What is it?
According to Bentley itself, the key differentiator between the two models is this: the Mulsanne is a car most of its owners buy to be driven in; the Speed, on the other hand, will be bought by customers who want to do the driving themselves.
Hence the reason it has been massaged in all sorts of different directions to be a good 15 per cent more responsive for whoever is lucky enough to climb behind the wheel.
Of the 1100 or so Mulsannes that Bentley will make and sell over the next 12 months, approximately 300 will be the more expensive, more sporting, £252,000 Speed model.
Interestingly, Bentley also expects the vast majority of Speed sales to occur in Europe and the USA, not in China. This is despite that fact that the Far East has been the biggest single market for the Mulsanne for the past few years.
So what do your get for your additional £25,000 beyond the price of the regular Mulsanne? The biggest changes occur beneath the bonnet, where the twin-turbocharged 6.75-litre V8 engine lies.
This leviathan of a motor has been thoroughly revised at the top end to produce and extra 25bhp, making 530bhp in total. Which doesn't sound all that significant until you realise what's happened to the torque peak, and to the way the torque is delivered.
Maximum pulling power has risen from 752lb ft to a vaguely terrifying 811lb ft – but of arguably more significance is the fact that this peak figure now registers at just 1750rpm, and it stays pretty much flat between there and 4200rpm. The previous engine's peak figure wasn't attained until 2250rpm, and in that case it really was a peak.
In reality, then, the Speed should feel much torquier and, therefore, be much faster than the Mulsanne, hence the reason why Bentley now quotes some fairly hair-raising acceleration figures for the car. Zero to 60mph takes a mere 4.8sec, zero to 100mph 11.1sec, and the top speed is a deliciously irrelevant 190mph. This has enabled Bentley to claim that the Mulsanne Speed is 'The fastest luxury saloon in the world.'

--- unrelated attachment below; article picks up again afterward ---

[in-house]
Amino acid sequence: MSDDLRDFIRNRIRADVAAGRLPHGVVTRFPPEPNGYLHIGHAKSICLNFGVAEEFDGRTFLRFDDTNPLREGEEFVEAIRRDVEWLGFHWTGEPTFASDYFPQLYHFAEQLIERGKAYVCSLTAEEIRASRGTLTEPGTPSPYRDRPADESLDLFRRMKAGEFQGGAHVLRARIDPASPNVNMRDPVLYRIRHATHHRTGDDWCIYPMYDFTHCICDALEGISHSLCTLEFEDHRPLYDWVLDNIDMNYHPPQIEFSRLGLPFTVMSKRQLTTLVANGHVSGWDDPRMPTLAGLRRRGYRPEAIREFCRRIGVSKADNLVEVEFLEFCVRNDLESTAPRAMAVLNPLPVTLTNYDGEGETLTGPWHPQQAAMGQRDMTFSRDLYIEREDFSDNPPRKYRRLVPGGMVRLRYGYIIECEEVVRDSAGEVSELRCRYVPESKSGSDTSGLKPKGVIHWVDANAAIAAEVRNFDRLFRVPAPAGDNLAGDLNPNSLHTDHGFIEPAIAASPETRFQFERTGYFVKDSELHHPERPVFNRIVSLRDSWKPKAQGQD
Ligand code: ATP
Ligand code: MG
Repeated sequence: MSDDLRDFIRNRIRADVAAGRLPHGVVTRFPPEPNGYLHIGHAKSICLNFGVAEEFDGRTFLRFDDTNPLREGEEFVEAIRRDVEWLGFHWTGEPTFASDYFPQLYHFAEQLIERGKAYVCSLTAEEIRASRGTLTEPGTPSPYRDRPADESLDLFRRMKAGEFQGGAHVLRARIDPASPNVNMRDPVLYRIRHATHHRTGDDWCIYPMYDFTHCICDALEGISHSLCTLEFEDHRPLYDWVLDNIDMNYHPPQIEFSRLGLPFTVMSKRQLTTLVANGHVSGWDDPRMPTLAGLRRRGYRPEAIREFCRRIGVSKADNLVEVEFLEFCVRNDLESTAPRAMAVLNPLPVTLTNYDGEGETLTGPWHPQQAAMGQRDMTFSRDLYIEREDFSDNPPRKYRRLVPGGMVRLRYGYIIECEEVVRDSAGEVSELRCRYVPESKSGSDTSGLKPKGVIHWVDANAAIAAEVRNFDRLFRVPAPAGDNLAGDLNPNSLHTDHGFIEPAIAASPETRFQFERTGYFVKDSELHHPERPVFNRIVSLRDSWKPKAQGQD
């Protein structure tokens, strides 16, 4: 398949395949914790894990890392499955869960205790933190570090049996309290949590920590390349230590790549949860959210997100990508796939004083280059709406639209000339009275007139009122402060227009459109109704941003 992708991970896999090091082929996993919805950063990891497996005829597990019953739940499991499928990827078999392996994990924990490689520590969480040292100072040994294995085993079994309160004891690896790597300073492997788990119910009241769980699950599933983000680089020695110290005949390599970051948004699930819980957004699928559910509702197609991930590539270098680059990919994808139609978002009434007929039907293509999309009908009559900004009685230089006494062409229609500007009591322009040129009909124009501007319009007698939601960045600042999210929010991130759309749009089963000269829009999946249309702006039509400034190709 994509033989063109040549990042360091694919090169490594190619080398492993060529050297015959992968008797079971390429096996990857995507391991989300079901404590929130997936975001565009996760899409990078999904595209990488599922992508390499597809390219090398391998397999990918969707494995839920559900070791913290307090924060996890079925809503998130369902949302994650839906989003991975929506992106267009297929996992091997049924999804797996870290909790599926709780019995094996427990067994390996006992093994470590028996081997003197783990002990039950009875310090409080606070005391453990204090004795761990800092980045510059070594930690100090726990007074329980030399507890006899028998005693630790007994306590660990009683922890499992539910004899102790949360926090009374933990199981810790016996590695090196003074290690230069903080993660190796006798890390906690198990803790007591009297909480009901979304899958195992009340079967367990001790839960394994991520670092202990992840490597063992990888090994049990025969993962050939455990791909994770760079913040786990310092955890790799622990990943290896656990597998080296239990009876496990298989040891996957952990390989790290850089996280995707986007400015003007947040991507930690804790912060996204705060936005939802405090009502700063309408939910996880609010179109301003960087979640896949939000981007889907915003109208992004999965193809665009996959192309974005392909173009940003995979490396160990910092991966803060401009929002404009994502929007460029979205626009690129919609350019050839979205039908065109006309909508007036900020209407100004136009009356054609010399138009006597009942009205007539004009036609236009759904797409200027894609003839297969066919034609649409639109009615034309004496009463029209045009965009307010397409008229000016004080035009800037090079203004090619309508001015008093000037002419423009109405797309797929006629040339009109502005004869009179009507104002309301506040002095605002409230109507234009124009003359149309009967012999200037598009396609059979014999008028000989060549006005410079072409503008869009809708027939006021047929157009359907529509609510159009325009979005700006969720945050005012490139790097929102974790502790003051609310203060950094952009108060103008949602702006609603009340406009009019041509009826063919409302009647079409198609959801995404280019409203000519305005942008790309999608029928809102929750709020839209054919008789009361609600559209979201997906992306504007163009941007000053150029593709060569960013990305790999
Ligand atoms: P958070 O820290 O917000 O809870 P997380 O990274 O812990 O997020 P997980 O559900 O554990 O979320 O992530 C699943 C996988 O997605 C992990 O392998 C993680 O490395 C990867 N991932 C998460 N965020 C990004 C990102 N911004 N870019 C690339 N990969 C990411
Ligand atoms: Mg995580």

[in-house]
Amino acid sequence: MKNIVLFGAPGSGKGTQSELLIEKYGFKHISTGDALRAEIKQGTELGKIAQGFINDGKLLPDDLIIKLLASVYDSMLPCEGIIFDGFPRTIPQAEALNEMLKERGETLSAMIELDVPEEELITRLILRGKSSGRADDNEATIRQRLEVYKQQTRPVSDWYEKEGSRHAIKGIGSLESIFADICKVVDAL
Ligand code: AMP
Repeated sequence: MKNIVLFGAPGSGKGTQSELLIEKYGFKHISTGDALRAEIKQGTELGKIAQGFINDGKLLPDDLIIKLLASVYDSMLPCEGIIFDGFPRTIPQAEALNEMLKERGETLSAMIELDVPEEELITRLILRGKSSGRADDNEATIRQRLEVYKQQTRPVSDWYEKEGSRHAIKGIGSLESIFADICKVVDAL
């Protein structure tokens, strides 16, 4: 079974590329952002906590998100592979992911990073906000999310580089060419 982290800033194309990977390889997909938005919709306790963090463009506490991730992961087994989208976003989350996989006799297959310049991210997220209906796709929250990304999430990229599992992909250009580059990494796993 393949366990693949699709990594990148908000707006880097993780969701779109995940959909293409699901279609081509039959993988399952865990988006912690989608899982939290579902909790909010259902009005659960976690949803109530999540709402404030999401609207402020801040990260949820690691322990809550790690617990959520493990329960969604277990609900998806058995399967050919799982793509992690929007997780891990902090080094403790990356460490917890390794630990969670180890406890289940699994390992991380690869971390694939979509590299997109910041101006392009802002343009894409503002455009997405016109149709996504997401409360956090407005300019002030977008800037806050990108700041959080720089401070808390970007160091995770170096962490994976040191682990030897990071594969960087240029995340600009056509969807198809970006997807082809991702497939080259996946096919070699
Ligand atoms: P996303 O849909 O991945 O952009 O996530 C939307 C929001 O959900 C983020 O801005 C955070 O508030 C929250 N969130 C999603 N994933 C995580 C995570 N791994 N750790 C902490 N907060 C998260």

Quite what owners of a Mercedes S63 AMG would make of such a claim isn't clear but, either way, the Speed is an indecently rapid machine considering it mauls the scales at a fulsome 2685kg.
Not only is the engine more potent but, as is the requirement nowadays from all cars, from all creeds, it's also cleaner and more efficient than before. Emissions and economy have both been improved by around 13 per cent. In the real world Bentley claims the Speed is 2-3mpg less thirsty than a regular Mulsanne.
Elsewhere, the air suspension has been recalibrated to deliver more sporting responses when Sport mode is selected within the new Drive program. The same goes for the steering, the eight-speed ZF gearbox and the throttle mapping: each of these can be set to whatever individual mode a driver might want by selecting the Custom function.
So you can have the dampers set to Comfort, the Steering set to Sport and the powertrain set to standard, or any other combination. Which is nice.
Then there's the most vital area of all in a Bentley; the cabin. For the Speed there are various new sporting touches that have been unleashed inside. The door caps now feature small amounts of tastefully applied carbonfibre trim. The seats feature colour-coded stitching in their leather and diamond quilted hide on their backrests. The door handles have been 'coin' finished and, whisper this, the foot pedals are now made from drilled aluminium alloy.